Saturday, October 27, 2007


So what is this all about? Following is the press release our Mars Society chapter put out a few months ago. We are currently waiting for funds to clear NASA's administration, we expect this to be completed in the coming weeks and start assembling the hardware for this project. The engineering, education and MDRS logistics teams are in place, initially staffed and have started discussions on implementation details. If you want to join the chapter and/or contribute to this project please visit the chapter web site you'll find the link below.

Northern California Mars Society/NASA Ames Robot Project Funded by Google

MOUNTAIN VIEW, CA -- The Northern California Chapter of the Mars Society and NASA Ames Research Center have been awarded fifty-thousand dollars ($50K) by Google Incorporated for the "Spaceward Bound Robotic Vehicle Project for Research and Education". The project will purchase and configure two robotic rovers for use in telepresence testing as part of Spaceward Bound. Spaceward Bound is an educational program organized at NASA Ames Research Center in partnership with The Mars Society, and funded by the Exploration Systems Mission Directorate (ESMD) at NASA Headquarters. The Mars Society is a non-profit international organization of volunteers who encourage, promote, and provide outreach and educational opportunities to inspire future explorers and further the goal of the exploration and settlement of Mars.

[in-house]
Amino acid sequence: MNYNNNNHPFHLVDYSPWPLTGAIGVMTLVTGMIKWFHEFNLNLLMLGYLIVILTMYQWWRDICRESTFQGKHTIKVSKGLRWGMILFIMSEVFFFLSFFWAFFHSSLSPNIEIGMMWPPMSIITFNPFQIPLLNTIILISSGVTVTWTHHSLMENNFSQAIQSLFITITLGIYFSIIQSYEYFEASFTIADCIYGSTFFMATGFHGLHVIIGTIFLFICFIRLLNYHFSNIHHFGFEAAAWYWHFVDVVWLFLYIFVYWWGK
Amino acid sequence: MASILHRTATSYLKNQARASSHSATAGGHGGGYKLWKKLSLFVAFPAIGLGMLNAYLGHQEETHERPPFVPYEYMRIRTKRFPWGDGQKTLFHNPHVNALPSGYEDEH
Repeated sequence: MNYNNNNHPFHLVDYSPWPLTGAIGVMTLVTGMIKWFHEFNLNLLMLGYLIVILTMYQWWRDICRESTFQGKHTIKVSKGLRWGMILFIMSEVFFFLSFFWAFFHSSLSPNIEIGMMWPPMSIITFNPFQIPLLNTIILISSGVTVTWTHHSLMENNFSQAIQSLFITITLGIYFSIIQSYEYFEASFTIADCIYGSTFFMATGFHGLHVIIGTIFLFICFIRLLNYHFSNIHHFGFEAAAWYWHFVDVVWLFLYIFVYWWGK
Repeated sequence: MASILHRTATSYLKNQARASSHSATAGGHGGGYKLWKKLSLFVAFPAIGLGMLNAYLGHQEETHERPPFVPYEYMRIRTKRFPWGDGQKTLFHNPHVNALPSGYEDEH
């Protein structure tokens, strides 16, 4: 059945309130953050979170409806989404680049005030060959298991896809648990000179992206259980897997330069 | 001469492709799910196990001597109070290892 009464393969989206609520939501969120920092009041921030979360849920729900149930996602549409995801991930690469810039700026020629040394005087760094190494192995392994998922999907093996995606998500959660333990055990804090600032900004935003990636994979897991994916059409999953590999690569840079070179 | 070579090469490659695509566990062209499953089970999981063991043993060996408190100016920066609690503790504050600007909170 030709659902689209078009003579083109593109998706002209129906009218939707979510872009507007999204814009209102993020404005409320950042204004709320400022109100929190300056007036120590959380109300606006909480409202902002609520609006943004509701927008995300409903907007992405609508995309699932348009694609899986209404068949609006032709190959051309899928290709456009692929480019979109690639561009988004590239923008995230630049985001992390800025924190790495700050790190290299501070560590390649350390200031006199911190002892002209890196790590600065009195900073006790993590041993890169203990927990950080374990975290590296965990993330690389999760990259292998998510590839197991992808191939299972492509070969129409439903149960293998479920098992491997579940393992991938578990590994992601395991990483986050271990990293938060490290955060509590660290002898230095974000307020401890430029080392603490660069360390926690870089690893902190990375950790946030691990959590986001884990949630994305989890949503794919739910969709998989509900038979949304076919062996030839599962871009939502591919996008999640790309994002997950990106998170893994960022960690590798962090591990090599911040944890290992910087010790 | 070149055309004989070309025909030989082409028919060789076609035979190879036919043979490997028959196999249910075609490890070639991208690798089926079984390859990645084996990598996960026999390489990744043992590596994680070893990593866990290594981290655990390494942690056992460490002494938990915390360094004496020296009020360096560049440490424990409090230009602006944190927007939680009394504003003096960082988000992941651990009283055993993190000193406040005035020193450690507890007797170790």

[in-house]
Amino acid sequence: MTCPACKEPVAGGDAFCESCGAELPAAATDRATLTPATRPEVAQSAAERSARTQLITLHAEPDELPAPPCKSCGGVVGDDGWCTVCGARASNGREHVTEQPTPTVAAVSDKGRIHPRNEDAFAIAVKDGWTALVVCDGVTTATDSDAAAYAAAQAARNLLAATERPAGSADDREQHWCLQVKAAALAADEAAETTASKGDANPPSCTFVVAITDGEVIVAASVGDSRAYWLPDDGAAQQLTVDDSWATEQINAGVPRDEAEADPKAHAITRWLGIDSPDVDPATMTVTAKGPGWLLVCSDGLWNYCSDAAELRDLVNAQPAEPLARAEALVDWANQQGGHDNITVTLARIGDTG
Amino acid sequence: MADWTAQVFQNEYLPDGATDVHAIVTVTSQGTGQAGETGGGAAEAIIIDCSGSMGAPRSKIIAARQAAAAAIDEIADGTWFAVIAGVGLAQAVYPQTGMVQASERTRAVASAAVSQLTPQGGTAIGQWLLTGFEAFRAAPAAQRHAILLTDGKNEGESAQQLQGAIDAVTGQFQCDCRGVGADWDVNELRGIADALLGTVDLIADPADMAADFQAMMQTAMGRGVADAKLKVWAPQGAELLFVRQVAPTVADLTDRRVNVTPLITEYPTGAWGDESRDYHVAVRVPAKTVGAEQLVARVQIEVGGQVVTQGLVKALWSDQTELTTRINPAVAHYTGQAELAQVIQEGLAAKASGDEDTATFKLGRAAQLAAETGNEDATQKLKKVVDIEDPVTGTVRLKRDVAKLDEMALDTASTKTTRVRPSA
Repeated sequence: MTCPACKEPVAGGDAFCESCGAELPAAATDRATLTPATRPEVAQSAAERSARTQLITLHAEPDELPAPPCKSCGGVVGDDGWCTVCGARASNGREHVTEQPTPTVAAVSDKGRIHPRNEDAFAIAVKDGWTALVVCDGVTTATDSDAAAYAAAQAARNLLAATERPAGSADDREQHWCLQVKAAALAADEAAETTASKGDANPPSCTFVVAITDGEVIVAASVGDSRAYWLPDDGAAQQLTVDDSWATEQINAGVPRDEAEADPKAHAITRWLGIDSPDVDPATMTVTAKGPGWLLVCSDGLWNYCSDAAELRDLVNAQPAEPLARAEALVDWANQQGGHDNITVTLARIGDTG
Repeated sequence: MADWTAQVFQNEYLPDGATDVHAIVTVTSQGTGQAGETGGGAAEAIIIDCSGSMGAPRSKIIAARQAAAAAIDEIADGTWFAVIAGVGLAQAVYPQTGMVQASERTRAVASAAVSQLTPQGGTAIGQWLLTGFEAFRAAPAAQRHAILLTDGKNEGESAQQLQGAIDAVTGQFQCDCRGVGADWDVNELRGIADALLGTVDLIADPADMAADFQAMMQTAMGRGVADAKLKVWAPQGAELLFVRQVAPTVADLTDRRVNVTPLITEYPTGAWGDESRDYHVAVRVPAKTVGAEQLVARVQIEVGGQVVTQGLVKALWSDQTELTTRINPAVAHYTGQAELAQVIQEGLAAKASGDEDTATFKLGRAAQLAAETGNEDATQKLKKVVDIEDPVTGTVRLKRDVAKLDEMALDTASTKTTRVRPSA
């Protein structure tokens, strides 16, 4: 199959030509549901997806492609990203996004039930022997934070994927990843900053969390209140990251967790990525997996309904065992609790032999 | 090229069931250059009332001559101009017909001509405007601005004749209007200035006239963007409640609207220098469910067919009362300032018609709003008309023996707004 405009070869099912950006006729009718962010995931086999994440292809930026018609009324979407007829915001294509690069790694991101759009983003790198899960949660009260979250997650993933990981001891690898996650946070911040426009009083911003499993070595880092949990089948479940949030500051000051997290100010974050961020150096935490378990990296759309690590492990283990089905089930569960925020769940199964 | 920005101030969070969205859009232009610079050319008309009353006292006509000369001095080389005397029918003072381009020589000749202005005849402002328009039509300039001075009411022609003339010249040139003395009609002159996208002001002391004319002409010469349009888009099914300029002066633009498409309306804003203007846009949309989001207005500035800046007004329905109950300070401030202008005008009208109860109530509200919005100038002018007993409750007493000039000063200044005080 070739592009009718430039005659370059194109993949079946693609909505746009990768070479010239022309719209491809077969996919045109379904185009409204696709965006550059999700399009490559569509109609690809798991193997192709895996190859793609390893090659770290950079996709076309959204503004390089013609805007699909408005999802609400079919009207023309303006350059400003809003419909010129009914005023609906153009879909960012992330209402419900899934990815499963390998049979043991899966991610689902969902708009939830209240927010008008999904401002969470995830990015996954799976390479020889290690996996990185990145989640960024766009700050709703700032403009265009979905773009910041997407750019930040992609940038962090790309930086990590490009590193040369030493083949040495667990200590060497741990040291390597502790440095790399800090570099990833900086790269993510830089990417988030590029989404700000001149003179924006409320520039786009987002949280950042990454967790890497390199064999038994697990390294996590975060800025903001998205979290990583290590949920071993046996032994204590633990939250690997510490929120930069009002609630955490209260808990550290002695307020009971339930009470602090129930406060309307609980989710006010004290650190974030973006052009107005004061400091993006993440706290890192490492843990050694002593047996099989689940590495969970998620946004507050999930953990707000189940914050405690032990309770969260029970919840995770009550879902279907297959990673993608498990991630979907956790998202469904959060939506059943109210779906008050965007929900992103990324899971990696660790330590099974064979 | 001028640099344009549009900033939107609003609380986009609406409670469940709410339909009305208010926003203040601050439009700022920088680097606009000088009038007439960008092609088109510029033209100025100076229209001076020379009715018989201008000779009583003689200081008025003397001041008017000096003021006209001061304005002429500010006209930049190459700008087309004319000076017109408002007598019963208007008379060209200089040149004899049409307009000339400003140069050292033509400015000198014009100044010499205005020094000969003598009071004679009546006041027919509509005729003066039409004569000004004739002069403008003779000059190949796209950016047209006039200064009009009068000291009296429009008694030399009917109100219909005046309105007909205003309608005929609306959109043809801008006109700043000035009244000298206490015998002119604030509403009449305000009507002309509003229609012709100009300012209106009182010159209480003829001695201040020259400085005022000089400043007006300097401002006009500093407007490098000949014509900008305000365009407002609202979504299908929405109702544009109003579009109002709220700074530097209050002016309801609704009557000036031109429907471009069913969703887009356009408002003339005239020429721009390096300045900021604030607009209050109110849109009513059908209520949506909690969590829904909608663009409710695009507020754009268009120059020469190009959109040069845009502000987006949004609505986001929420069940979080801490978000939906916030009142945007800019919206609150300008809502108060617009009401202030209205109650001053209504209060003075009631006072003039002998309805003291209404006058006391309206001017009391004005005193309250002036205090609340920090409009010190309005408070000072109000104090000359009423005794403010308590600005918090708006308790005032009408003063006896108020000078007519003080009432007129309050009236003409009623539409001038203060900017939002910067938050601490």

Graduate and undergraduate students are competitively selected to take part in two-week mission simulations at the Mars Desert Research Station site near Hanksville, Utah. The Mars Desert Research Station is a simulated Mars exploration base, which includes a habitat for human explorers, where research and training for future Mars exploration is conducted. The Mars Society established and operates the Mars Desert Research Station. The students learn a set of skills necessary to do field work in extreme environments on Earth and, by extension, on the Moon and Mars. Teleoperated robotic rovers will be an important part of any Moon or Mars research base. The project will train students to use this tool and have them develop this tool as part of a tool-kit used in field exploration. The rovers will be remotely operated from the habitat in teleoperation mode communicating through a wireless mesh network in the outside area.

In collaboration with the partners of the Spaceward Bound program, members of the Northern California Chapter of the Mars Society will provide the expertise to setup and maintain a robotics research capability located at the Mars Desert Research Station in Utah for use by students, teachers, and scientists. In addition, the project will conduct outreach to students at schools in the San Francisco Bay Area and beyond, utilizing a robotic vehicle to promote science and engineering and inspire the next generation of explorers.

Additional information is available at these websites:

Spaceward Bound

Mars Society

Northern California Chapter of the Mars Society

Mars Desert Research Station Daily Logs

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